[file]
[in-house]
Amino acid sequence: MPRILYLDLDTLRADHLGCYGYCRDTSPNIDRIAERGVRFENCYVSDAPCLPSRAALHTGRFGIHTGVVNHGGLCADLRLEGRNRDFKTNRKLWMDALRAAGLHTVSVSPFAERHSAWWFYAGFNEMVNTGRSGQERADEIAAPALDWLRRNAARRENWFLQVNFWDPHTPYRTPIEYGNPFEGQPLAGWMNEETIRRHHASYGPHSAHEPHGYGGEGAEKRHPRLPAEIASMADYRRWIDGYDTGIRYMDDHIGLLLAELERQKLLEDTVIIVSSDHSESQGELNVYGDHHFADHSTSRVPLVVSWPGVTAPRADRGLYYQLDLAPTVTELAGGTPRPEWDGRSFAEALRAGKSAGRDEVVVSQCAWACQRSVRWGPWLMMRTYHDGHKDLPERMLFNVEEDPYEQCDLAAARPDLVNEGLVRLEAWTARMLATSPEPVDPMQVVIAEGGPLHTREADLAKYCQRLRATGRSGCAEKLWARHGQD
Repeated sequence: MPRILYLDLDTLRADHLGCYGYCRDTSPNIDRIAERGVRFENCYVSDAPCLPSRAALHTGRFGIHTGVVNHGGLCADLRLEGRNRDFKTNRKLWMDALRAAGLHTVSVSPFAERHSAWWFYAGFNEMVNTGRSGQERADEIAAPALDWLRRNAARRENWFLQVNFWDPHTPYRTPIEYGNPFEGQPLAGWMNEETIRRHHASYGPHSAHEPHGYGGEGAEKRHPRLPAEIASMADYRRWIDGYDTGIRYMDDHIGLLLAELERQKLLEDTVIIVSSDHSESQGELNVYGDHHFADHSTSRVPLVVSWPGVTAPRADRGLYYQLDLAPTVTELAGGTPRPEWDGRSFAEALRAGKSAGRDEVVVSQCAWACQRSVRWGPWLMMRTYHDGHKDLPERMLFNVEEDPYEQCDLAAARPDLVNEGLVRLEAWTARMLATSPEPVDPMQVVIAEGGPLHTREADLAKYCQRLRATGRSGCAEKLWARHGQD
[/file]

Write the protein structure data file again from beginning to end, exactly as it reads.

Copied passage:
[in-house]
Amino acid sequence: MPRILYLDLDTLRADHLGCYGYCRDTSPNIDRIAERGVRFENCYVSDAPCLPSRAALHTGRFGIHTGVVNHGGLCADLRLEGRNRDFKTNRKLWMDALRAAGLHTVSVSPFAERHSAWWFYAGFNEMVNTGRSGQERADEIAAPALDWLRRNAARRENWFLQVNFWDPHTPYRTPIEYGNPFEGQPLAGWMNEETIRRHHASYGPHSAHEPHGYGGEGAEKRHPRLPAEIASMADYRRWIDGYDTGIRYMDDHIGLLLAELERQKLLEDTVIIVSSDHSESQGELNVYGDHHFADHSTSRVPLVVSWPGVTAPRADRGLYYQLDLAPTVTELAGGTPRPEWDGRSFAEALRAGKSAGRDEVVVSQCAWACQRSVRWGPWLMMRTYHDGHKDLPERMLFNVEEDPYEQCDLAAARPDLVNEGLVRLEAWTARMLATSPEPVDPMQVVIAEGGPLHTREADLAKYCQRLRATGRSGCAEKLWARHGQD
Repeated sequence: MPRILYLDLDTLRADHLGCYGYCRDTSPNIDRIAERGVRFENCYVSDAPCLPSRAALHTGRFGIHTGVVNHGGLCADLRLEGRNRDFKTNRKLWMDALRAAGLHTVSVSPFAERHSAWWFYAGFNEMVNTGRSGQERADEIAAPALDWLRRNAARRENWFLQVNFWDPHTPYRTPIEYGNPFEGQPLAGWMNEETIRRHHASYGPHSAHEPHGYGGEGAEKRHPRLPAEIASMADYRRWIDGYDTGIRYMDDHIGLLLAELERQKLLEDTVIIVSSDHSESQGELNVYGDHHFADHSTSRVPLVVSWPGVTAPRADRGLYYQLDLAPTVTELAGGTPRPEWDGRSFAEALRAGKSAGRDEVVVSQCAWACQRSVRWGPWLMMRTYHDGHKDLPERMLFNVEEDPYEQCDLAAARPDLVNEGLVRLEAWTARMLATSPEPVDPMQVVIAEGGPLHTREADLAKYCQRLRATGRSGCAEKLWARHGQD